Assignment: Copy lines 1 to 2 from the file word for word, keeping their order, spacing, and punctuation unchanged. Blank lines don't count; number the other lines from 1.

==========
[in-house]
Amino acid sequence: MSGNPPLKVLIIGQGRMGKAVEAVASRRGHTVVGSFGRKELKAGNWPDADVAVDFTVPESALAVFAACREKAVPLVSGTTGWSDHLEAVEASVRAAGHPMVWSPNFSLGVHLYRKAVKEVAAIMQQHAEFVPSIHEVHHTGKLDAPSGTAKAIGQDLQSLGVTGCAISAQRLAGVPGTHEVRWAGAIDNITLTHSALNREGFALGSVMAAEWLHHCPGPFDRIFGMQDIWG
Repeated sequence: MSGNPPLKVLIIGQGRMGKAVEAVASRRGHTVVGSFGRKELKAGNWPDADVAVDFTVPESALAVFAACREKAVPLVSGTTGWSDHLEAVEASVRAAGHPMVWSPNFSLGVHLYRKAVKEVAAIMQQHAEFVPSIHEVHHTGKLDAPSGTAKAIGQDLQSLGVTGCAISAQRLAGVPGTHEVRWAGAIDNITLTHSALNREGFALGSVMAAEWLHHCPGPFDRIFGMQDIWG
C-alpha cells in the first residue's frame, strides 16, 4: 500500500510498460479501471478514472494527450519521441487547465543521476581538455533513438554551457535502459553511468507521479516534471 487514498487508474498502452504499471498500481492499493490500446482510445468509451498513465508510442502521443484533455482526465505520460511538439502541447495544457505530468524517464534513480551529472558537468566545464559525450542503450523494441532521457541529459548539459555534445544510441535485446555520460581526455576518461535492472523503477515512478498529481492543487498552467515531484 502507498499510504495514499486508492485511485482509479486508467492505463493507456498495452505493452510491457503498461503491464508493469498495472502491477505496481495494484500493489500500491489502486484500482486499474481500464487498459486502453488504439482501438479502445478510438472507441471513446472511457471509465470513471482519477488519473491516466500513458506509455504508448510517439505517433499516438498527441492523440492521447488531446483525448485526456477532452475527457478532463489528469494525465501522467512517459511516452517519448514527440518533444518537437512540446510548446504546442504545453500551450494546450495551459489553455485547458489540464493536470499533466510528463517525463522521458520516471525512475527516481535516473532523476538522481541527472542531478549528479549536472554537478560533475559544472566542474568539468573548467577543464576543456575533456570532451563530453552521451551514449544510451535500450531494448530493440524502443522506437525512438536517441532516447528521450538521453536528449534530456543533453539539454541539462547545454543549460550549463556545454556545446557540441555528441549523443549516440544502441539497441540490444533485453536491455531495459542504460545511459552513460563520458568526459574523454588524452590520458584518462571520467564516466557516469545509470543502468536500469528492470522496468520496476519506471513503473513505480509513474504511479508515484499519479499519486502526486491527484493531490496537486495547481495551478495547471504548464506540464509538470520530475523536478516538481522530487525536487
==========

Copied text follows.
[in-house]
Amino acid sequence: MSGNPPLKVLIIGQGRMGKAVEAVASRRGHTVVGSFGRKELKAGNWPDADVAVDFTVPESALAVFAACREKAVPLVSGTTGWSDHLEAVEASVRAAGHPMVWSPNFSLGVHLYRKAVKEVAAIMQQHAEFVPSIHEVHHTGKLDAPSGTAKAIGQDLQSLGVTGCAISAQRLAGVPGTHEVRWAGAIDNITLTHSALNREGFALGSVMAAEWLHHCPGPFDRIFGMQDIWG